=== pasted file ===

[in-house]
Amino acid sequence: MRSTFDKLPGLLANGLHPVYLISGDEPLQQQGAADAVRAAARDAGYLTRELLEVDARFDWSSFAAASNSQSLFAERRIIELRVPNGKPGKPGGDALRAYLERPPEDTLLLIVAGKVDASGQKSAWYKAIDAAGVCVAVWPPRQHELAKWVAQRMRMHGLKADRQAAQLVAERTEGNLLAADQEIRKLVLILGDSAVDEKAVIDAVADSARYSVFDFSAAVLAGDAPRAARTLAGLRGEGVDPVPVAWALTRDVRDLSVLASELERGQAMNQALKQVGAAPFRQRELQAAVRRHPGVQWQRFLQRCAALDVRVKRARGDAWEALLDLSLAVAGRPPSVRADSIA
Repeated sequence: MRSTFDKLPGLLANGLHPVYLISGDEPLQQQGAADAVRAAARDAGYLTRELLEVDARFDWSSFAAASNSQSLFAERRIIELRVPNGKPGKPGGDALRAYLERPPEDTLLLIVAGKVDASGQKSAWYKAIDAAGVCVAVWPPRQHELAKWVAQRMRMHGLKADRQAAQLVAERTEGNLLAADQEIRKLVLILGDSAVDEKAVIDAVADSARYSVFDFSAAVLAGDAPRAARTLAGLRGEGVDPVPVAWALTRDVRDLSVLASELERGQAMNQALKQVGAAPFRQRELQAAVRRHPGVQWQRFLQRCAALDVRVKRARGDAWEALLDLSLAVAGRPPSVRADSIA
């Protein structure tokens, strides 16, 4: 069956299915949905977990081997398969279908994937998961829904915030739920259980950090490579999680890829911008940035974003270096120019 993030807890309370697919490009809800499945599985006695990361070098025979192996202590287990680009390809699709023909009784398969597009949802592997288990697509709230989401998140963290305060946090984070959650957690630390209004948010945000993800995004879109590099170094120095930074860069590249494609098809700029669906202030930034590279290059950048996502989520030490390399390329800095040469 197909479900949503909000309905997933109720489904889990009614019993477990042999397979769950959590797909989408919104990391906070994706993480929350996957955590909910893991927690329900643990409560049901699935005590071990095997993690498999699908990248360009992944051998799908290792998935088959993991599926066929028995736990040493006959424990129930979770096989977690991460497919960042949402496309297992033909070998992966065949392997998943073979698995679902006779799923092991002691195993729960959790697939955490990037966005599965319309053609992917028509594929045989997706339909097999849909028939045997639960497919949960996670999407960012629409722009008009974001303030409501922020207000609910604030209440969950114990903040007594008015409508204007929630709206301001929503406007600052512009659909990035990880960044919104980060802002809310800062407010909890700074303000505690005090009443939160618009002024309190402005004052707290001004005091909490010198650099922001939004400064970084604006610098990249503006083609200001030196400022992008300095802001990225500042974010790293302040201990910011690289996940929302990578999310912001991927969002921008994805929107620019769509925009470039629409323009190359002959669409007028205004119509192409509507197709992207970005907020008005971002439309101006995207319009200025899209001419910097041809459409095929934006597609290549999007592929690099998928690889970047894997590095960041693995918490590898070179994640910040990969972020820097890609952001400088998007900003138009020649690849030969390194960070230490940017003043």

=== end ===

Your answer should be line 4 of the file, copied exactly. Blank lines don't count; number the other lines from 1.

């Protein structure tokens, strides 16, 4: 069956299915949905977990081997398969279908994937998961829904915030739920259980950090490579999680890829911008940035974003270096120019 993030807890309370697919490009809800499945599985006695990361070098025979192996202590287990680009390809699709023909009784398969597009949802592997288990697509709230989401998140963290305060946090984070959650957690630390209004948010945000993800995004879109590099170094120095930074860069590249494609098809700029669906202030930034590279290059950048996502989520030490390399390329800095040469 197909479900949503909000309905997933109720489904889990009614019993477990042999397979769950959590797909989408919104990391906070994706993480929350996957955590909910893991927690329900643990409560049901699935005590071990095997993690498999699908990248360009992944051998799908290792998935088959993991599926066929028995736990040493006959424990129930979770096989977690991460497919960042949402496309297992033909070998992966065949392997998943073979698995679902006779799923092991002691195993729960959790697939955490990037966005599965319309053609992917028509594929045989997706339909097999849909028939045997639960497919949960996670999407960012629409722009008009974001303030409501922020207000609910604030209440969950114990903040007594008015409508204007929630709206301001929503406007600052512009659909990035990880960044919104980060802002809310800062407010909890700074303000505690005090009443939160618009002024309190402005004052707290001004005091909490010198650099922001939004400064970084604006610098990249503006083609200001030196400022992008300095802001990225500042974010790293302040201990910011690289996940929302990578999310912001991927969002921008994805929107620019769509925009470039629409323009190359002959669409007028205004119509192409509507197709992207970005907020008005971002439309101006995207319009200025899209001419910097041809459409095929934006597609290549999007592929690099998928690889970047894997590095960041693995918490590898070179994640910040990969972020820097890609952001400088998007900003138009020649690849030969390194960070230490940017003043």